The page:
Improving access to First Nations-led primary health care


For Immediate Release


COAST SALISH TERRITORY/VANCOUVER - First Nations and other residents in Metro Vancouver will have increased access to culturally safe and appropriate primary health care thanks to the Province and First Nations Health Authority (FNHA) supporting expansion of the Lu'ma Medical Centre.

"Lu'ma will help connect more people, especially Indigenous peoples, with the health care they need, when they need it," said Adrian Dix, Minister of Health. "For people who have been struggling to access culturally appropriate and respectful health-care services, this will make a big difference in their lives, by linking Lu'ma to our current primary health-care strategy."

The enhanced centre is the initial First Nations-led project to be announced in B.C. under the government's primary care strategy. The Ministry of Health and FNHA are partnering to provide more than $1.8 million in ongoing funding and over $200,000 in one-time funding to the Lu'ma Medical Centre to expand Indigenous primary care services.

Lu'ma provides health and outreach services to urban-based First Nations, Métis and Inuit, many of whom are living away from home and others who travel to the metro area to access medical treatment not available where they live.

"This announcement builds on the commitments made by the Ministry of Health and regional health authorities to transform health services for our urban Aboriginal citizens," said Charlene Belleau, chair, First Nations Health Council. "The majority of our citizens live off reserve in various urban centres and this facility/service will provide culturally safe care."

Lu'ma will soon be able to hire 12 more full-time equivalent health-care professionals who will provide culturally respectful, First Nations-focused care to 1,750 new patients, serving about 2,900 patients in total. The patients will receive wraparound support from a team of new and existing health-care providers, including doctors, nurse practitioners, nurses, social workers, as well as access to traditional healers, Elders and social navigators. Together they will deliver integrated, wholistic and person-centred care that is rooted in tradition and culture, and is trauma-informed.

"When First Nations are in the driver's seat, there are tremendous benefits for Indigenous peoples accessing services," said Judy Darcy, Minister of Mental Health and Addictions. "Importantly, Lu'ma will have wraparound mental health and addictions supports that are culturally safe and trauma informed, so people can find their own unique pathway to healing and hope that is free of stigma and judgement."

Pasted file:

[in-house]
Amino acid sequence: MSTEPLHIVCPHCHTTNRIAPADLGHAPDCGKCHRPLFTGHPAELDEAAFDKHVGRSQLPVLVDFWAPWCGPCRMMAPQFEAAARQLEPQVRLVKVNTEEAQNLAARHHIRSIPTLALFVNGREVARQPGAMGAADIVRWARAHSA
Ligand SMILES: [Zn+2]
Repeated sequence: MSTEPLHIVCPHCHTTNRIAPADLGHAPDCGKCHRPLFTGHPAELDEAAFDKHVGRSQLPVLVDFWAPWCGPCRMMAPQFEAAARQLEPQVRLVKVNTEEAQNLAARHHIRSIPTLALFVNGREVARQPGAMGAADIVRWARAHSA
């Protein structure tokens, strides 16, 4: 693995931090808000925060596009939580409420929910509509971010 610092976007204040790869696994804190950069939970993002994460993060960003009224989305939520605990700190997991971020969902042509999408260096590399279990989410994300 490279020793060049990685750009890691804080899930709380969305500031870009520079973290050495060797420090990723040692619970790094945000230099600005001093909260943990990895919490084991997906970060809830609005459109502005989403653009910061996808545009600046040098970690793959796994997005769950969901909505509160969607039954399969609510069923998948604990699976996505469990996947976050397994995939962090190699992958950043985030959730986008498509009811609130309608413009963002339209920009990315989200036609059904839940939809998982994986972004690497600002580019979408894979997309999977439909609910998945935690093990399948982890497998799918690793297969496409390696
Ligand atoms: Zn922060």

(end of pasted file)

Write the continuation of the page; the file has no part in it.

FNHA has existing partnerships with Indigenous primary health care centres throughout the Vancouver Coastal region and throughout the province. FNHA will continue to engage with its partners, including First Nations communities, the Ministry of Health and Vancouver Coastal Health Authority, to support the provision of culturally safe care for Indigenous peoples in the region.


Joe Gallagher, chief executive officer, First Nations Health Authority -

"I would like to congratulate the Lu'ma leadership and our regional staff for the perseverance and leadership they have shown in bringing this vital project to fruition. Providing expanded culturally safe medical services to our people will significantly increase primary care attachment rates and help health outcomes for First Nations peoples."

Michael Dumont, Lu'ma clinical director -

"We provide culturally integrated care through an Indigenous lens, which enables us to take back control of our own health and wellness through self-determination."

Quick Facts:

• Just under half of the status First Nations population in the Vancouver Coastal region live in urban or away-from-home settings.

• Lu'ma was founded to address the significant health disparities faced by First Nations and Indigenous peoples.

• In its third year of operation, Lu'ma serves 91% Indigenous patients and represents 130 First Nations, whose traditional territories span 10 provinces and three territories.

• In the neighbourhoods served by Lu'ma, First Nations had 14.2% lower attachment, 10.9% lower general practitioner visits and 49.8% higher emergency department usage compared to other residents.

• Patients access Lu'ma from neighbouring communities in the Greater Vancouver area.

• Some people travel from as far away as Bella Bella for treatment.

Learn More:

To learn more about the Province's primary health-care strategy, visit:

To learn more about the Province's strategy to increase the number of nurse practitioners, visit:

To learn more about the Province's strategy to recruit and retain more family medicine graduates, visit:

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